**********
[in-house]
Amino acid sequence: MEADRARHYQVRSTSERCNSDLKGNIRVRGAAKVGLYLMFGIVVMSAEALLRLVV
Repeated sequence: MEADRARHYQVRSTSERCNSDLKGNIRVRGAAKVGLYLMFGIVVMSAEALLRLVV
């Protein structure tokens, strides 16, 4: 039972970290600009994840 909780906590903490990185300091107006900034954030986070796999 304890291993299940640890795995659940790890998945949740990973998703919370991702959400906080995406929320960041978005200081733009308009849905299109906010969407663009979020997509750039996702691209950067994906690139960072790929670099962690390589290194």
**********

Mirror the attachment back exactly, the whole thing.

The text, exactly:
[in-house]
Amino acid sequence: MEADRARHYQVRSTSERCNSDLKGNIRVRGAAKVGLYLMFGIVVMSAEALLRLVV
Repeated sequence: MEADRARHYQVRSTSERCNSDLKGNIRVRGAAKVGLYLMFGIVVMSAEALLRLVV
């Protein structure tokens, strides 16, 4: 039972970290600009994840 909780906590903490990185300091107006900034954030986070796999 304890291993299940640890795995659940790890998945949740990973998703919370991702959400906080995406929320960041978005200081733009308009849905299109906010969407663009979020997509750039996702691209950067994906690139960072790929670099962690390589290194």